• ​First, you have to place the empty jars facing right side up in a large pot full of warm water.
  • ​Make sure that the warm (not boiling) water rests at least one inch above the top of your cans. Once all the cans are in place, then you can bring the water to a gradual boil.
  • ​Once you notice the water reaching a full boil, then you should automatically begin timing. You want to give yourself 15 minutes to boil the cans for proper sterilization.
  • thermometer
    After the 15 minutes are up, you should feel free to turn off the heat. You can now remove the cans using either the jar lifters or tongs. Make sure to drain them well because you don't want the leftover water to affect the food you'll be putting in the cans.

​Side Note

The steps detailed above serve as a guide to sterilize solely the cans and not their adhesive rings. If you do leave the rings on, you run the risk of disfiguring them, which will deem the can itself useless.

Alternatively, you can clean the canning lids by running them through some hot water for a couple of minutes.

How To Sterilize Pressure Canner And Other Canning Equipment?

The steps involved in sterilizing pressure canner is quite different than that of a water bath, which is the sterilizing method we went in-depth above.

A pressure canner removes the need to sterilize your canning jars and lids since hot boiling water combined with soap couldn’t even clean the cans as much as a pressure canner will.

Pressure canners are a much more advanced way of cleaning your canning jars and will come in handy if you plan on home canning a lot more in the future.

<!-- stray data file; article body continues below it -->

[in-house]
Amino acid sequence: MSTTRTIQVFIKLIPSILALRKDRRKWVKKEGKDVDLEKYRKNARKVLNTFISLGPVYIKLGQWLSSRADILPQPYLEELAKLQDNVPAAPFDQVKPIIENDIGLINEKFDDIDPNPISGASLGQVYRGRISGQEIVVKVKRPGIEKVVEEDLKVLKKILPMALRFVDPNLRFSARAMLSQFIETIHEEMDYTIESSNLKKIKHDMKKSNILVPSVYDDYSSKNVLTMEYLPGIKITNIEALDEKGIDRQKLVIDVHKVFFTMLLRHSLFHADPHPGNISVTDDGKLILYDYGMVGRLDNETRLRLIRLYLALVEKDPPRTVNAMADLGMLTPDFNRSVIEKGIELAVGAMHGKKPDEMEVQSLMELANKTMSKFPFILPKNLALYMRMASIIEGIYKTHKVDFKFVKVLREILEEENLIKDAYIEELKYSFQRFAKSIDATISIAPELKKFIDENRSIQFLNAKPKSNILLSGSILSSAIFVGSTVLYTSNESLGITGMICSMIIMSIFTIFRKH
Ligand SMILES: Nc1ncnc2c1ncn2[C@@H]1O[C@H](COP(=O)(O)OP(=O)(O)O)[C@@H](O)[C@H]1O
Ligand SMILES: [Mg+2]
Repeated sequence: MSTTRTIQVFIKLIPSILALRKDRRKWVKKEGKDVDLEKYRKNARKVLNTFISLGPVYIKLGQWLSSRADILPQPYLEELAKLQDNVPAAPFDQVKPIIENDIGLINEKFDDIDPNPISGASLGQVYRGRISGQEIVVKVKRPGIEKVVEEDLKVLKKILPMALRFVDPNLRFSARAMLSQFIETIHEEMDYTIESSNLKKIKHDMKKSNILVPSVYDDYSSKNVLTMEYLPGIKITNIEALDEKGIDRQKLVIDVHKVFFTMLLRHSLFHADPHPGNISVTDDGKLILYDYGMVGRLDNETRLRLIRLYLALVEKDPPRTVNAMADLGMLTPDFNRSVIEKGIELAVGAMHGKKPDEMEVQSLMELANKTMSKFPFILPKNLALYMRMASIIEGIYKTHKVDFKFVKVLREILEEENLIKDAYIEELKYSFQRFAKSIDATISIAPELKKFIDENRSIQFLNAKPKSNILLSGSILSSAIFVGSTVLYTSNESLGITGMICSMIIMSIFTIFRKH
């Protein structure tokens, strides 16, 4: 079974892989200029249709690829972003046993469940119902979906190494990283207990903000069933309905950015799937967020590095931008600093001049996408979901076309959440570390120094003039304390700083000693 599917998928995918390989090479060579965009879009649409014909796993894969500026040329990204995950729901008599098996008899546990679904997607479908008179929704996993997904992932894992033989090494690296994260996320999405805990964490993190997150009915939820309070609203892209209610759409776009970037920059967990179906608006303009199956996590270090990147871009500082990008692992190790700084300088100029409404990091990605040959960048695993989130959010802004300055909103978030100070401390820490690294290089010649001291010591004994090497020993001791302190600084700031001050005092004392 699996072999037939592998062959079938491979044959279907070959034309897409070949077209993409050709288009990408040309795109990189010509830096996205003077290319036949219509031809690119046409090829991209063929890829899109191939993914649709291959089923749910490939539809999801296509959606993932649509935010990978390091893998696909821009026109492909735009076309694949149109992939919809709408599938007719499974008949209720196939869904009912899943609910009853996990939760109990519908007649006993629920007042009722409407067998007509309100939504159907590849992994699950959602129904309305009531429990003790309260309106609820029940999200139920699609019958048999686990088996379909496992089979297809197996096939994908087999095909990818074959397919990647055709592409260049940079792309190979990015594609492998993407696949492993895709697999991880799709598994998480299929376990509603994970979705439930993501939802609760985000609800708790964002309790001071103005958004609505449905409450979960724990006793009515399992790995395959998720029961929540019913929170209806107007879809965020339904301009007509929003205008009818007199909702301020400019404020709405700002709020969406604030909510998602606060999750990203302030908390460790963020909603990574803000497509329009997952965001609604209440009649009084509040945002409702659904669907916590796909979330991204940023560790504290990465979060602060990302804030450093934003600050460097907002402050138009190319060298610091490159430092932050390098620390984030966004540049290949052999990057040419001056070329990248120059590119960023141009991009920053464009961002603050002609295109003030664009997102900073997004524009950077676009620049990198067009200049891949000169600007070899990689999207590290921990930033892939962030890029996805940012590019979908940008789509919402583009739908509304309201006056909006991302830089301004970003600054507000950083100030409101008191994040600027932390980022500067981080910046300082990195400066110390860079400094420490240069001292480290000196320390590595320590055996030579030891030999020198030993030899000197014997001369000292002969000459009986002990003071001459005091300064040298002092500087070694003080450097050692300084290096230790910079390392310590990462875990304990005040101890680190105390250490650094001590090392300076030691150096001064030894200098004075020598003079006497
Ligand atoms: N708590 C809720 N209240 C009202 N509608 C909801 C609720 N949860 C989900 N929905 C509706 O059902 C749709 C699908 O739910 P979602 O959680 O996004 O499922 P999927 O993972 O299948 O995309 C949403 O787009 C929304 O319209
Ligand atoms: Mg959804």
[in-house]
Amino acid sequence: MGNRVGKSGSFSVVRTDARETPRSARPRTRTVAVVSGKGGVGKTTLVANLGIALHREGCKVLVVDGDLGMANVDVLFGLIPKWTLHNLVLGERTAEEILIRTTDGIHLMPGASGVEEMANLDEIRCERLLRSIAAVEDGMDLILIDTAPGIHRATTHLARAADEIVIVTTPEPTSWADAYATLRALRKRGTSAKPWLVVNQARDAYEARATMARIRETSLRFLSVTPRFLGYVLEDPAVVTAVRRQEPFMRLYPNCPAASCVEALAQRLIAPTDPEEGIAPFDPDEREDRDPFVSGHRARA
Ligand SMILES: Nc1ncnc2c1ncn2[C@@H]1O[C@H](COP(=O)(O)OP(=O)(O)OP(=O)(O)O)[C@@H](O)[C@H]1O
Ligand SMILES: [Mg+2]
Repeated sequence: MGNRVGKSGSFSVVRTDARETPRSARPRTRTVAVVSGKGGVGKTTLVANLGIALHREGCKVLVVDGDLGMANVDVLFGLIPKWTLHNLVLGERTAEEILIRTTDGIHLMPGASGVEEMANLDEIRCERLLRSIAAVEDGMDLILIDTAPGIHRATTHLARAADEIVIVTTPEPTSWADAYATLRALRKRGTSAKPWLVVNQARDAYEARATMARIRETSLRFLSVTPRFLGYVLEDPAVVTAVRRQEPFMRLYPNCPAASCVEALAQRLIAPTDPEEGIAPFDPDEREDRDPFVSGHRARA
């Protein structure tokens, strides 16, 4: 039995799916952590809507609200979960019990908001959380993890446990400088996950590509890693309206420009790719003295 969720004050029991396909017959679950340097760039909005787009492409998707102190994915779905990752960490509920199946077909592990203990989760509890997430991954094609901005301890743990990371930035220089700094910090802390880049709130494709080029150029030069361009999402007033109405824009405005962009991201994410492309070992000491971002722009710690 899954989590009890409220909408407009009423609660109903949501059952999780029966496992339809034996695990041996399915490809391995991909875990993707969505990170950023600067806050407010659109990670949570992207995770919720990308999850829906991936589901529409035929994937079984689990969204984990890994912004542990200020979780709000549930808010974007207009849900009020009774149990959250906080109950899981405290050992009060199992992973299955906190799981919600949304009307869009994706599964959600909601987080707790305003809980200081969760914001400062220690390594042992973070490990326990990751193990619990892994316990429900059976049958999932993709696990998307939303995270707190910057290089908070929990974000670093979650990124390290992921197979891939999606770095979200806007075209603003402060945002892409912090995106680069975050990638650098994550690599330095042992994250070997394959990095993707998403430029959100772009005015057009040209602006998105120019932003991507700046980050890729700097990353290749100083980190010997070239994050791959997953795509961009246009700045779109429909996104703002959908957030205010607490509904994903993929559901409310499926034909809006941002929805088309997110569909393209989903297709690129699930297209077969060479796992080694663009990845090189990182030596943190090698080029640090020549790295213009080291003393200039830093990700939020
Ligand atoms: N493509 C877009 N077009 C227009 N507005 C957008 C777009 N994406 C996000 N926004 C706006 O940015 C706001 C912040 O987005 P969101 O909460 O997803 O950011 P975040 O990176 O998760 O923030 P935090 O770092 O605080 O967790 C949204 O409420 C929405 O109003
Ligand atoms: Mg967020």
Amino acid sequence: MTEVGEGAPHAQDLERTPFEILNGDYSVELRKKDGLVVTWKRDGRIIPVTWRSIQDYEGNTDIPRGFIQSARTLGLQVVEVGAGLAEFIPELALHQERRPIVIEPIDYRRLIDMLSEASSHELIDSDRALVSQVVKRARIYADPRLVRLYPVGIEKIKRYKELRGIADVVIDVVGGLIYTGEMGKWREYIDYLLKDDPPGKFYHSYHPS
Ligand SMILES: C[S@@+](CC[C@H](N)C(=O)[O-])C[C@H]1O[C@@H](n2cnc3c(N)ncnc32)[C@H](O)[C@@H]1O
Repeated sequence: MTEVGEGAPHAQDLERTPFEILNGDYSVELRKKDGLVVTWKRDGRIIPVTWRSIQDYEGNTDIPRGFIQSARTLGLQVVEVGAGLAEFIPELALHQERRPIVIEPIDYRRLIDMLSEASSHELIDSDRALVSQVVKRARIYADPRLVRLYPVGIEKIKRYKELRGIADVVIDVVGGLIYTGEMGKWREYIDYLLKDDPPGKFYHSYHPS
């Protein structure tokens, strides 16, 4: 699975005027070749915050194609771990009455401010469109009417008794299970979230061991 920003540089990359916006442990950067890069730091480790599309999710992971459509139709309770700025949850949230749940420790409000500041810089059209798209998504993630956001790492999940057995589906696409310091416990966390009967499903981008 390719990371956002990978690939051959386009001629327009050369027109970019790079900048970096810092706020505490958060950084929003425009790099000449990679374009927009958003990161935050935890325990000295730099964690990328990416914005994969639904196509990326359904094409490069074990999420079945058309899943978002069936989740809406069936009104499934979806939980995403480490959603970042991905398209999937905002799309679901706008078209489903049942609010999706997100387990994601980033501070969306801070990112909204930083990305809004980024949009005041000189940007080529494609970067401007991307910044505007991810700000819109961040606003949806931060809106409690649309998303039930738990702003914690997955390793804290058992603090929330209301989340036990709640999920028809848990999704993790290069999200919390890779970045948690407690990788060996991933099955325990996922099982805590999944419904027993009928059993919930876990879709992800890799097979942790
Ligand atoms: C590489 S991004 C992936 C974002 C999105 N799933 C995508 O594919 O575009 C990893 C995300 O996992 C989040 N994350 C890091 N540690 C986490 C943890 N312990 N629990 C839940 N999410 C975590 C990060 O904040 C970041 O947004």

The water bath method is ideal for those who make homemade jams once a while and need a quick sterilizing process that doesn't involve much work on your part.

Sterilizing Canning Equipment

A pressure canner is typically utilized for cooking food, but it features a unique design that’s best suited for home canning. The pressure canner normally comes with a pressure valve that you have to keep track of while canning foods of high acidity.

You’ll know that you’re using your pressure canner correctly if you observe it jiggle around every 2 to four minutes. Once ten to fifteen minutes pass by, you should turn the heat off and allow the pressure canner to cool down on its own.

You should keep track of the pressure valve, so once it hits zero, you can safely remove the lid to lift the cans out of the pressure canner.

Final Thoughts

As you can see sterilizing canning equipment is a challenging process that can be simplified if you simply utilize the right tools such as a pressure canner.

If a pressure canner is out of your budget, then you can easily follow the steps of the water bath method, which will suffice as adequate sterilization.

For any additional comments or questions, you should feel free to leave them below because we will promptly answer.

You’ll know that you’re using your pressure canner correctly if you observe it jiggle around every 2 to four minutes. Once ten to fifteen minutes pass by, you should turn the heat off and allow the pressure canner to cool down on its own.

You should keep track of the pressure valve, so once it hits zero, you can safely remove the lid to lift the cans out of the pressure canner.